Common Questions about Good Judgment Inc and Superforecasters

A Primer on Good Judgment Inc and Superforecasters

At Good Judgment Inc (GJI), the official home of Superforecasting®, we pride ourselves on our ability to provide well-calibrated and insightful forecasts. As we continue to partner with clients and media worldwide, it is worthwhile to address some of the common questions we receive about our work. Here is a primer on our story, probabilistic forecasts, and our team of Superforecasters.

What’s in a Name? GJP, GJI, and GJ Open

The Good Judgment Project (GJP)
In 2011, the Intelligence Advanced Research Projects Activity (IARPA) launched a massive tournament to identify the most effective methods for forecasting geopolitical events. Four years, 500 questions, and over a million forecasts later, the Good Judgment Project (GJP), led by Philip Tetlock and Barbara Mellers at the University of Pennsylvania, emerged as the clear winner of the tournament. The research project concluded in 2015, but its legacy lives on. The GJP is credited with the discovery of Superforecasters, people who are exceptionally skilled at assigning realistic probabilities to possible outcomes even on topics outside their primary subject-matter training.

Good Judgment Inc (GJI)
GJI is the commercial successor to the GJP and the official home of Superforecasting® today. We leverage the lessons learned during the IARPA tournament and insights gained in our subsequent work with Phil Tetlock and his research colleagues as well as with leading companies, academic institutions, governments, and non-governmental organizations to provide the best and the latest in forecasting and training services. Our goal is to help organizations make better decisions by harnessing the power of accurate forecasts. GJI relies on a team of Superforecasters, as well as data and decision scientists, to provide forecasting and training to clients.

Good Judgment Open (GJ Open)
GJO, or GJ Open, is our public platform, open to anyone interested in making forecasts. Unlike GJI, which involves professional Superforecasters, GJO welcomes participation from the public. The “Open” in GJ Open not only signifies that it’s accessible to all but also draws a parallel to golf tournaments. Forecasting questions vary in their complexity, so there is no absolute score to indicate a “good” forecast. We use the median of participants’ scores as a benchmark, similar to par in golf, where lower scores indicate better performance.

A Note on Spelling
You may have noticed that “judgment” is spelled without an “e” on all our platforms. This is a consistent choice across GJP, GJI, and GJ Open, reflecting our preference for the parsimonious American spelling of the word.

Understanding Probabilistic Forecasts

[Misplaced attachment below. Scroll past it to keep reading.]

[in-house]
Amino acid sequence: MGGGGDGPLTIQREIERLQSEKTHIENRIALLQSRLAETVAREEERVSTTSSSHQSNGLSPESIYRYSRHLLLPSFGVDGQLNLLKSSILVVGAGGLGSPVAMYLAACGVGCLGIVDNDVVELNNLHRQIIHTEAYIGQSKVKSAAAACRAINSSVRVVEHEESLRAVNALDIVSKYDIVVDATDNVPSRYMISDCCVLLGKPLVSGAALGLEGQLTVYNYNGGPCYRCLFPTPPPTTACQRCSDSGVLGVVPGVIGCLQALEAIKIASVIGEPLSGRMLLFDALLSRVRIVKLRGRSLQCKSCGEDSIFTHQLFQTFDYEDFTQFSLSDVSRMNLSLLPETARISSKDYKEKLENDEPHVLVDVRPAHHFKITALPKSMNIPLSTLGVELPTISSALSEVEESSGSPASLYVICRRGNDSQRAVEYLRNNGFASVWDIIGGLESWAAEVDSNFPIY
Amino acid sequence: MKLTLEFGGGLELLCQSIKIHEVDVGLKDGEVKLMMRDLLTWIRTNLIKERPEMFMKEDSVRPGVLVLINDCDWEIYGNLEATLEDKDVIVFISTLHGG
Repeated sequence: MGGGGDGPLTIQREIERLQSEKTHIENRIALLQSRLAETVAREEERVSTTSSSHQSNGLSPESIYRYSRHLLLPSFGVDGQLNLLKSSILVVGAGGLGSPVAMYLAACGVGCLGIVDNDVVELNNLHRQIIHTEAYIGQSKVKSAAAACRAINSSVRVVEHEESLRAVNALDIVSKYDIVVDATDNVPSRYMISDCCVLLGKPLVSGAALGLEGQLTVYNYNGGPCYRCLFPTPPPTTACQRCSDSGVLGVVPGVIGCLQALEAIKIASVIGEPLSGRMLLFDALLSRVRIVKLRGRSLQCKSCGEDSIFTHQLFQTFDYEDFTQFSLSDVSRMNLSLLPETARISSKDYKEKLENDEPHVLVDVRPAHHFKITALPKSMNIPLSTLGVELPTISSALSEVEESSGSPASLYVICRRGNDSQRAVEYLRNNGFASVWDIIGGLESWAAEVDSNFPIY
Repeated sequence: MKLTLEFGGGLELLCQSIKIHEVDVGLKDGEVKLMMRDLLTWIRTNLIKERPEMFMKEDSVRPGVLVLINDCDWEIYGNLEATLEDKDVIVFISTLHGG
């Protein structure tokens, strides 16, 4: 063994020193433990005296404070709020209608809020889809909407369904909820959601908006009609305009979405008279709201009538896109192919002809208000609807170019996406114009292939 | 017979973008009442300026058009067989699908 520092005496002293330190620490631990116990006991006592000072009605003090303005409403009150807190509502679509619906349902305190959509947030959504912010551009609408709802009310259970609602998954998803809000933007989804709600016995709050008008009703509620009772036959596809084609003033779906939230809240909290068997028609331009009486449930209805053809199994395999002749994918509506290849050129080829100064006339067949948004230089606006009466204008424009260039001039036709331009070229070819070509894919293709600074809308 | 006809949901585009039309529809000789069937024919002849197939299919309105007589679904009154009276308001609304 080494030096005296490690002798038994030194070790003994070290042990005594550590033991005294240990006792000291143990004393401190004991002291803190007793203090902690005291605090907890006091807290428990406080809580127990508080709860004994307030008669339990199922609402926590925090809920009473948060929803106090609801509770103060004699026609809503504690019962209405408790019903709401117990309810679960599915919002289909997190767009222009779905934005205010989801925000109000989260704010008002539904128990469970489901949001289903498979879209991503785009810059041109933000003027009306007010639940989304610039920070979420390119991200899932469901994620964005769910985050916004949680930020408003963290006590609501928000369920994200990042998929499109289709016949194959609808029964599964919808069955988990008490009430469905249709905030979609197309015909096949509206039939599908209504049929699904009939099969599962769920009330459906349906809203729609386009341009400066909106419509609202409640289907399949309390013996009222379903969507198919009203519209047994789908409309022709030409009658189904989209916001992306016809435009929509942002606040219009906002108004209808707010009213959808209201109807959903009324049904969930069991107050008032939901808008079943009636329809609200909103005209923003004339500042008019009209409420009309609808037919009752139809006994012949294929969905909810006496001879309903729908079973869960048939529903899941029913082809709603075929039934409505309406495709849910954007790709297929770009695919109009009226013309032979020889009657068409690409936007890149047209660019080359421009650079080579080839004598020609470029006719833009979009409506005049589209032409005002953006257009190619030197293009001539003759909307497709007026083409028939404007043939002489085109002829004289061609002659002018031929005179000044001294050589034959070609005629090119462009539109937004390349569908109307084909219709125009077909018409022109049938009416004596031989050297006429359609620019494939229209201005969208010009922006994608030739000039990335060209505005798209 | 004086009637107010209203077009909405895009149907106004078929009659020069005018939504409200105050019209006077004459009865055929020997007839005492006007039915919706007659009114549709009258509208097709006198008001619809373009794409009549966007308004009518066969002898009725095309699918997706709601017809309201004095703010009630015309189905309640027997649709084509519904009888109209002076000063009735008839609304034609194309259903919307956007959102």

Sample forecast on FutureFirst™, 12 July 2024

Our forecasts are not polls. They are aggregated probabilistic predictions about specific events. For instance, Superforecasters gave Joe Biden an 82% chance of winning the 2020 US presidential election. This means that if the election were held 100 times, Biden would win in 82 of those instances.

A common misconception is interpreting a probabilistic forecast as “X% of Superforecasters say a particular outcome will happen.” In reality, each Superforecaster provides their own probabilistic forecast, and we aggregate these individual predictions to reach a collective forecast. Therefore, an 82% forecast does not mean 82% of Superforecasters believe a certain outcome will occur. It is an aggregated probability of the outcome (an 82% probability of it occurring and an 18% probability of a different outcome) based on all individual forecasts.

Understanding Superforecasters’ Backgrounds

Good Judgment works with some 180 Superforecasters from around the world whose forecasting accuracy placed them in the top 1-2% of the more than 100,000 forecasters who took part in the GJP or qualified on GJ Open. Our Superforecasters come from a wide range of professional fields, including finance, IT, humanities, social sciences, engineering, and more. This allows them to approach forecasting questions in a well-rounded way, combining their exceptional forecasting skills with specialized knowledge in different areas.

Age and Geographic Diversity
Superforecasters range in age from their 20s to their 70s and hail from different parts of the world. This geographic and demographic diversity helps to ensure that our forecasts are informed by a broad spectrum of experiences and viewpoints.

The Wisdom of the Crowd
We emphasize the importance of the wisdom of the crowd. Our Superforecasters read different publications in various languages and bring diverse perspectives to the table. To borrow terminology from Tetlock’s training materials in the GJP, some are Intuitive Scientists, others are Intuitive Historians, while still others are Intuitive Data Scientists.

Collaborative Nature of Forecasting
Forecasting at GJI is a team effort. We focus on collective intelligence. It’s not about individual forecasting superheroes tackling challenges alone but about identifying people who bring unique strengths to the table as a team of Superforecasters.

Get actionable early insights on top-of-mind questions by subscribing to our forecasting monitoring tool, FutureFirst™!

Superforecaster Tips: Dealing with Confirmation Bias in Election Forecasting

Superforecaster Tips: Dealing with Confirmation Bias in Election Forecasting

As the 2024 US election approaches, forecasters are faced with the daunting task of finding signal amid a cacophony of partisan noise, personal biases, and volatile public opinion. One significant challenge is confirmation bias—the tendency to search for, interpret, and recall information in a way that confirms one’s preconceptions. In this blog post, we draw on an internal discussion among seasoned Superforecasters to explore practical strategies forecasters can use to mitigate confirmation bias in election forecasting.

Diversifying Information Sources

“Assign yourself to spend some time reading (reasonably reputable) news sources that disagree with your general perspective on the question.”

Superforecasters highlight the importance of consuming a balanced diet of news sources, including those that challenge one’s beliefs. This approach was systematized by Good Judgment Project (GJP) superforecaster Doug Lorch, who wrote a program to randomize his news intake among a diverse set of sources.

“It certainly didn’t hurt,” recalls Terry Murray, CEO Emeritus of Good Judgment Inc and Project Manager for the GJP at UC–Berkeley. “He was the top forecaster in the whole IARPA tournament that year.”

Engaging in Scenario Analysis and Premortems

“I try to run through various scenarios where [the expected winner] could end up losing.”